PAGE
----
Go online to find the complete version of the Movie Scene and reviews of new films.
A BEAUTIFUL DAY IN THE NEIGHBORHOOD
(Drama, PG, 108 minutes, opening Friday at the Pix Theatre in Albany). The Oscar-nominated Tom Hanks slips on the friendly cardigan of children's TV show host Fred Rogers to dispense lessons in kindness to Matthew Rhys' jaded journalist. With Susan Kelechi Watson, Chris Cooper. Directed by Marielle Heller, who helmed “Can You Ever Forgive Me?”
(Drama, R, 113 minutes, playing at the Darkside Cinema in Corvallis). As a prison warden prepares to execute another inmate, she must confront the psychological and emotional demons her job creates, which connect her to the man she is sentenced to kill. Stars Alfre Woodard, Aidis Hodge and Richard Schiff. Written and directed by Chinonye Chukwu.
DETECTIVE CHINATOWN 3
(Action/comedy/mystery, R, 136 minutes, playing at the Corvallis AMC 12). Chan Sicheng’s popular buddy-detective series continues as Tang Ren (Wang Baoqiang) and Qin Feng (Liu Haoran) investigate a major crime in Tokyo. Naturally, things get exciting and funny.
(Action/crime, R, 113 minutes, playing at the AMC Corvallis 12). It can be easy to be swept away by all the beautiful people (Matthew McConaughey, Colin Farrell, Charlie Hunnam, Michelle Dockery and Hugh Grant, among them), unreliable narrators, classic rock needle drops, wild costumes and regional accents. Director Guy Ritchie still has undeniable attitude and swagger in spades. But kick the tires and you’ll start to realize this story’s a lemon. (Katie Walsh, Tribune News Service)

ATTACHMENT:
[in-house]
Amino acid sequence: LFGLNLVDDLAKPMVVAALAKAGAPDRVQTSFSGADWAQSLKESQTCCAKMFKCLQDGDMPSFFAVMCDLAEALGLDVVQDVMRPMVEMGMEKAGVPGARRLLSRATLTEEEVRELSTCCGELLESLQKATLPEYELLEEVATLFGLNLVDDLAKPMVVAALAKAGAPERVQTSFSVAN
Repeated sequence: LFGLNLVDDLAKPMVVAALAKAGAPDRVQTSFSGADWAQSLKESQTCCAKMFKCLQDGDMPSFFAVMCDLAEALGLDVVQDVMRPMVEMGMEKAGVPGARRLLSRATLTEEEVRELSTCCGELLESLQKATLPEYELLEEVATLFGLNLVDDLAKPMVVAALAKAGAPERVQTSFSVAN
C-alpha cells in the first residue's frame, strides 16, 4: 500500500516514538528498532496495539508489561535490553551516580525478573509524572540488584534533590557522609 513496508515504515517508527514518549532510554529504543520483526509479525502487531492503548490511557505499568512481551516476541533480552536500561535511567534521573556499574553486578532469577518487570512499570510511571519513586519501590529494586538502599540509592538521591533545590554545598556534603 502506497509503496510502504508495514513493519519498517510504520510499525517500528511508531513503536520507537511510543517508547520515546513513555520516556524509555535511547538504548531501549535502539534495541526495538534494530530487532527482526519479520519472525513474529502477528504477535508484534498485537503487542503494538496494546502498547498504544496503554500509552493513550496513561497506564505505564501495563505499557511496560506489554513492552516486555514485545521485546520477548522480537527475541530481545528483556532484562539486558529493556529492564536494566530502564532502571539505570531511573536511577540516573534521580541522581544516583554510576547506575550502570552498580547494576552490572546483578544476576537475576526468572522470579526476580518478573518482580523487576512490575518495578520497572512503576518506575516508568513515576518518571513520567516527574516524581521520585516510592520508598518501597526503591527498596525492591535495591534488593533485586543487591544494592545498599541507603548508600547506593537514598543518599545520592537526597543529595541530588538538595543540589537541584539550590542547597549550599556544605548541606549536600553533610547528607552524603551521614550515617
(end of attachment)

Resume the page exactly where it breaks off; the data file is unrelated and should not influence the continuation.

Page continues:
(Comedy, PG-13, 108 minutes, opening Friday at the Pix Theatre in Albany; continuing at the Darkside Cinema and the AMC Corvallis 12, both in Corvallis). Writer-director Taika Waititi delivers a timely, anti-hate fractured fairy tale AND turns in hilarious work as Adolf Hitler, imaginary friend to a 10-year-old German boy near the end of World War II. No, really. And it earned six Oscar nominations, to boot. (Richard Roeper, Chicago Sun-Times)
(Comic book drama, R, 122 minutes, playing at the Darkside Cinema in Corvallis). Joaquin Phoenix takes on the role of Gotham's notorious mad clown in this standalone character study/origin story. With Robert De Niro, Zazie Beetz, Frances Conroy, Marc Maron, Shea Whigham. Directed by Todd Phillips. Despite the best efforts from Phoenix, this relentlessly dreary film is all setup, no punchline. Nevertheless, it landed 11 Oscar nominations, including Best Picture, Best Actor and Best Director. (Katie Walsh, Tribune News Service)
(Drama/thriller, R, 102 minutes, playing at the Darkside Cinema in Corvallis). Inspired by the 2005 riots in Paris, this intense cop thriller finds little changed in the 150 years since Victor Hugo wrote about Montfermeil. Stars Damien Bonnard, Alexis Manent and Djibril Zonga. Directed by Ladj Ly, this adaptation earned an Oscar nomination for Best International Feature Film.
(Chinese action film, unrated, 139 minutes, playing at the AMC Corvallis 12). Director Dante Lam follows the personal and professional lives of members from the China Rescue & Salvage of the Chinese Ministry of Transport. Amid the breathtaking action, its personnel must overcome personal differences to resolve a crisis. Stars Eddie Peng, Wang Yanlin, Xin Zhilei, Lan Yingying, Wang Yutian and Xu Yang.
(Supernatural horror, PG-13, 94 minutes, playing the AMC Corvallis 12). Henry James’ classic 1898 ghost story “The Turn of the Screw” gets a modern — if still Gothic-looking — update as a nanny (Mackenzie Davis) who takes a job in a remote and creepy countryside mansion. Her charges: two equally remote and creepy orphans, spookily essayed by Brooklynn Prince and Finn Wolfhard.